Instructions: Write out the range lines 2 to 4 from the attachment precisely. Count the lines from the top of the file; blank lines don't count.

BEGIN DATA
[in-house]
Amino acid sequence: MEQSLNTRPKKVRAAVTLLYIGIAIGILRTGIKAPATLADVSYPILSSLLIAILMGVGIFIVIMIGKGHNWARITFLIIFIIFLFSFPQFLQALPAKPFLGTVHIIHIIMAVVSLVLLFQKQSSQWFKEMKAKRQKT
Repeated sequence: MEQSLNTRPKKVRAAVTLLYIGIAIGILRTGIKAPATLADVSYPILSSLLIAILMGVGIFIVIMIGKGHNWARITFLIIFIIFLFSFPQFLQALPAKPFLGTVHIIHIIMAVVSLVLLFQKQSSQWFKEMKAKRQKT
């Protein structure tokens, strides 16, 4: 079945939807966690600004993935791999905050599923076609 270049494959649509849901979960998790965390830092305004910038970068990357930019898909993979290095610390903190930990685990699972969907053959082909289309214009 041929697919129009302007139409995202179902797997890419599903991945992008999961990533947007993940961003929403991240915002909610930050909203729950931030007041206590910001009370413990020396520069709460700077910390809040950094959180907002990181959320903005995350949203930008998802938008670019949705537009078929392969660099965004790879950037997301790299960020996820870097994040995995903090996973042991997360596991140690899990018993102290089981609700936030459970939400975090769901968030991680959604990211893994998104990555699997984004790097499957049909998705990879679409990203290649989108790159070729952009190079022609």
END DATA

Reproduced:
Amino acid sequence: MEQSLNTRPKKVRAAVTLLYIGIAIGILRTGIKAPATLADVSYPILSSLLIAILMGVGIFIVIMIGKGHNWARITFLIIFIIFLFSFPQFLQALPAKPFLGTVHIIHIIMAVVSLVLLFQKQSSQWFKEMKAKRQKT
Repeated sequence: MEQSLNTRPKKVRAAVTLLYIGIAIGILRTGIKAPATLADVSYPILSSLLIAILMGVGIFIVIMIGKGHNWARITFLIIFIIFLFSFPQFLQALPAKPFLGTVHIIHIIMAVVSLVLLFQKQSSQWFKEMKAKRQKT
């Protein structure tokens, strides 16, 4: 079945939807966690600004993935791999905050599923076609 270049494959649509849901979960998790965390830092305004910038970068990357930019898909993979290095610390903190930990685990699972969907053959082909289309214009 041929697919129009302007139409995202179902797997890419599903991945992008999961990533947007993940961003929403991240915002909610930050909203729950931030007041206590910001009370413990020396520069709460700077910390809040950094959180907002990181959320903005995350949203930008998802938008670019949705537009078929392969660099965004790879950037997301790299960020996820870097994040995995903090996973042991997360596991140690899990018993102290089981609700936030459970939400975090769901968030991680959604990211893994998104990555699997984004790097499957049909998705990879679409990203290649989108790159070729952009190079022609």